I would be satisfied as tester with this version, and I would spent a lot of time with critic for the way, it is to use. But here I am not tester, I am user.

In the moment, when TG2 imports objects and can shade them, it is a general purpose 3D application. What do you think, that all the coders of all the other 3D applications were idiots, or the Matt is creating the wheel new? He is not alone in the world, and so is TG2. It is not a sign of weakness to look what others have done, and learn from it, it is the opposite. And I am afraid, this TG2 is more like Mojo World.
Developer of GeoControl


If it was a general purpose 3d tool it would have a sort of modeler implemented which isn't the case so I think it's intended only to importing things you'd like to use rather than create those yourself.


3DSmax has a modeller, for polygon modelling, like many others, Vue and Bryce have modellers for terrains, as TG2.
It is not necessary to compare TG with typical, polygon modeller orientated packages, but it should stand a comparison with Bryce, or Vue, or Carrara.
They have, of course, because it is a absolutly important basic feature, defined main views. You need those views for modelling as well as for arranging. This arraging possibility is one of the great differences between TG2 and Terragen.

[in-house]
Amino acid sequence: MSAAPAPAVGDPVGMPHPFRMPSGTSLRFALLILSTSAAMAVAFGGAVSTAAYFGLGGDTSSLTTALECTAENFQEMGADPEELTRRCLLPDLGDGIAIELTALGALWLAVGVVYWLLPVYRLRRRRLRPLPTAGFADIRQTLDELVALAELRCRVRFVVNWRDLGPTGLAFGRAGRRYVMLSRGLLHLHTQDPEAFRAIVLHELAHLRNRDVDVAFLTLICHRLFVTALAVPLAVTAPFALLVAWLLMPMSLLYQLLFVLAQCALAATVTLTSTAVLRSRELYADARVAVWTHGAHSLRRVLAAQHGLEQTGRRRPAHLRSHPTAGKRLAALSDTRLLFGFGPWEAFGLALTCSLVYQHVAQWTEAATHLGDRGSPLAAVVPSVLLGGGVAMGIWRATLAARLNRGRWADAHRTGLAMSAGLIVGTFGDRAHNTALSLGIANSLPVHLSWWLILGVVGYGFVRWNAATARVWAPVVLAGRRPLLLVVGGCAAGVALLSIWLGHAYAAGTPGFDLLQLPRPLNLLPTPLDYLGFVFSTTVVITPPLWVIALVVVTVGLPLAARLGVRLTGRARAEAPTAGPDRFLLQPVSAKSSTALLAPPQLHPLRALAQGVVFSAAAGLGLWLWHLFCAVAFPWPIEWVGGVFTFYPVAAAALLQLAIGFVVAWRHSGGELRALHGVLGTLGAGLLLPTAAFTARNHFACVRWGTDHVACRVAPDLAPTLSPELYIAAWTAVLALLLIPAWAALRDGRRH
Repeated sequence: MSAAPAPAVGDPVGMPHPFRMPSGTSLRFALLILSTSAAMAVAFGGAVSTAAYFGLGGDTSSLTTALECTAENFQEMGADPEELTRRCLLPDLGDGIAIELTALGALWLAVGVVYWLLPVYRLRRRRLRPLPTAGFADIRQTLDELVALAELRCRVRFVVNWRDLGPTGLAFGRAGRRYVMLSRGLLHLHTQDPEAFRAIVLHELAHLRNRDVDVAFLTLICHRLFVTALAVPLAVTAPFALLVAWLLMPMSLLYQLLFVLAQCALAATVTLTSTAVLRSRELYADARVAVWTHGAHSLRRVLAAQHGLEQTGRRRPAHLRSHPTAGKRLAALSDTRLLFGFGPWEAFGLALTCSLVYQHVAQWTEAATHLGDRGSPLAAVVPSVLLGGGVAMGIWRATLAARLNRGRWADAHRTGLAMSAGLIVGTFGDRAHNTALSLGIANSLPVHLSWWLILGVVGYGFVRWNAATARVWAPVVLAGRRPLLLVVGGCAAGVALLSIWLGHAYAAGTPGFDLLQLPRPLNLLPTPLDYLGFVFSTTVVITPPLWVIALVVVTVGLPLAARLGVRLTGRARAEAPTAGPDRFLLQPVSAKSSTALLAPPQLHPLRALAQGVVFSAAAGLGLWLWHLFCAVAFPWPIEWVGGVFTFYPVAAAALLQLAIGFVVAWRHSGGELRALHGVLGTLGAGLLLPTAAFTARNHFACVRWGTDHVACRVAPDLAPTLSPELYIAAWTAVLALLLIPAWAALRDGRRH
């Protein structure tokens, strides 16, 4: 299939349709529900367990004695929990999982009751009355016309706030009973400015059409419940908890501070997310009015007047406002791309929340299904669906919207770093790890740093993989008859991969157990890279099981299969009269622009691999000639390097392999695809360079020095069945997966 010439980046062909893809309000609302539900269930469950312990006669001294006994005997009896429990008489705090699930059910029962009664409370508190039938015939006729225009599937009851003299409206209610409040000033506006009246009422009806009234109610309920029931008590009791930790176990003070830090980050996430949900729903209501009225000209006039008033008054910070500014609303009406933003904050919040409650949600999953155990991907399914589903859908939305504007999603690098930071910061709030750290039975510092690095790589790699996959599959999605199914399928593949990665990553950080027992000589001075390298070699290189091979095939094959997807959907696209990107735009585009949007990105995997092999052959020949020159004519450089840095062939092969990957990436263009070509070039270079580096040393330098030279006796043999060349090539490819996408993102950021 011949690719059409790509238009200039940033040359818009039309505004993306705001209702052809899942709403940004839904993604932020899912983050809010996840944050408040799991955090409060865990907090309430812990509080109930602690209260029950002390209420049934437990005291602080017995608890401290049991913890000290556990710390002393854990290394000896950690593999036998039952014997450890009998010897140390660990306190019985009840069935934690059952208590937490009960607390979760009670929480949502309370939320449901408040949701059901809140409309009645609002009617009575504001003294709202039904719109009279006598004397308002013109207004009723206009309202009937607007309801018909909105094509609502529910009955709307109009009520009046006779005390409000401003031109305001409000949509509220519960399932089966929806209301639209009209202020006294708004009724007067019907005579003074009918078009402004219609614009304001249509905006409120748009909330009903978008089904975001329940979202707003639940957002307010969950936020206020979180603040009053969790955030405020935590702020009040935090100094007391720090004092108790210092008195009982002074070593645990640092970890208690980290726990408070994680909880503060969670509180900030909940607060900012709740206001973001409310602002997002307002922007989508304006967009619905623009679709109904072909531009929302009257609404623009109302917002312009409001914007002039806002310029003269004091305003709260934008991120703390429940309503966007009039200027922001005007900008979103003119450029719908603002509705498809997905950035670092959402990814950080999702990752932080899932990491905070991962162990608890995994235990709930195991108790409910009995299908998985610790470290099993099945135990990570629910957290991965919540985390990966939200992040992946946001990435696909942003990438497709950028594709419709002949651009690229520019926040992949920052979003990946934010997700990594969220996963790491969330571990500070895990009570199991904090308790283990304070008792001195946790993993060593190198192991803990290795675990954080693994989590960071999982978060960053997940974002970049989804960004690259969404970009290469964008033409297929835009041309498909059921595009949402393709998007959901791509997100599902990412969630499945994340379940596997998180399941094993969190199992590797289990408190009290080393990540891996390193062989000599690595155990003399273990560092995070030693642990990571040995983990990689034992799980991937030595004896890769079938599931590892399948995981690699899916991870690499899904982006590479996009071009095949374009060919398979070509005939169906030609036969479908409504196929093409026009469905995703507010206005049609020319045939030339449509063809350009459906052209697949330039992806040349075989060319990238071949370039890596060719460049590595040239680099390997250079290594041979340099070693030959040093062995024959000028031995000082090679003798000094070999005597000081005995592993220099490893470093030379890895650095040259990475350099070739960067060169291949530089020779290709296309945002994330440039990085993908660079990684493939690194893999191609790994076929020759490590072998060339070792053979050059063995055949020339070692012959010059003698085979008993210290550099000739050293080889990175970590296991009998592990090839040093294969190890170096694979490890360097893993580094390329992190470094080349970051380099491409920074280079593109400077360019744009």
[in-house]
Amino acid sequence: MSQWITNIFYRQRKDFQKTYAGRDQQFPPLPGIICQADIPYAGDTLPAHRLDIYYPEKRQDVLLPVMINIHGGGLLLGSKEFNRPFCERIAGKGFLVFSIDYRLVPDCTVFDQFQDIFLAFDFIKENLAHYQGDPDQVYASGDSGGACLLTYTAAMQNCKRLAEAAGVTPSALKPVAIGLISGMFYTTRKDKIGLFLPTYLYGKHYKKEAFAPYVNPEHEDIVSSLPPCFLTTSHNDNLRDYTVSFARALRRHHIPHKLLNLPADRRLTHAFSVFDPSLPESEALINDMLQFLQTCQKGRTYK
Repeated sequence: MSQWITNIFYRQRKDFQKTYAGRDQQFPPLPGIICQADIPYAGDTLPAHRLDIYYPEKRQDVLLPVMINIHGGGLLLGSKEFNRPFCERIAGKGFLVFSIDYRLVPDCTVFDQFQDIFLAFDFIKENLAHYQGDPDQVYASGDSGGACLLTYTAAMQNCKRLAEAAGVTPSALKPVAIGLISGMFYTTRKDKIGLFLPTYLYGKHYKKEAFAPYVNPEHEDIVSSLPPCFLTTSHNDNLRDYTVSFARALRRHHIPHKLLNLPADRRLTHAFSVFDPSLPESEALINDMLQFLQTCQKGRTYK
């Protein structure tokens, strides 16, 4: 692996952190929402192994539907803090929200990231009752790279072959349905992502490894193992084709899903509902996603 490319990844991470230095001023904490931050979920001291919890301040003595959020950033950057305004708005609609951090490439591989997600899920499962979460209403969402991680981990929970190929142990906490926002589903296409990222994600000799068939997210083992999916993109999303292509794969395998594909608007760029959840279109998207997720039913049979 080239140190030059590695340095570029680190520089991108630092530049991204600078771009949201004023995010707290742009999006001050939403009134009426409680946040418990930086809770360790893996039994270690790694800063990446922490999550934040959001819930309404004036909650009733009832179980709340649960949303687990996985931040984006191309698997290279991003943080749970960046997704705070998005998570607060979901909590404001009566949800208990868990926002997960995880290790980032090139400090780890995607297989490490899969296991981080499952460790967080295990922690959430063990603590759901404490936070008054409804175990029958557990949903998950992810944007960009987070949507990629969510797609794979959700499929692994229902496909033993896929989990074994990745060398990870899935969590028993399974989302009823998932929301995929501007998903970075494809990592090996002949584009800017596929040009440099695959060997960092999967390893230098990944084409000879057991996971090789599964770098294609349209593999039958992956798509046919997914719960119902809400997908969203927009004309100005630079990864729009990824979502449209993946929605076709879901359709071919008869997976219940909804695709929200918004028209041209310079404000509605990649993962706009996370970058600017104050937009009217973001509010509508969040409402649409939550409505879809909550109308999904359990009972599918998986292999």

And in all of these packages you get a continous view, while rotating or panning, in opposite to TG2.
Developer of GeoControl


I use Maya and Lightwave as well as other programs and there is no way i would be comparing TG2 with a 3D modelling app, TG2 is a landscape/Planetary modelling app. to me Maya/max/lightwave etc and TG2 are 2 very different things. Terragen 2 is exactly what it says it is and does very very well what it says it does. Ive been going at this program a lot since release and i must say i love it even in its early state. Ive really been one of the lucky ones and had probably 3 or 4 crashes at most at this point, the interface and node system is easy to use and ive the only thing i can really complain about is those stinky render times :( grrr, i know this will be worked on before final  release but it does slow learning down somewhat while you have to wait for renders.. I purchased the TG2Deep + animation and love it to bits :) merry xmas all


I would agree that this area of software is a bit of a mess at the moment and so is all of 3D really. but I think TG2 has a chance of coming through well, especially based on the fact that it is capable of very realistic renders now.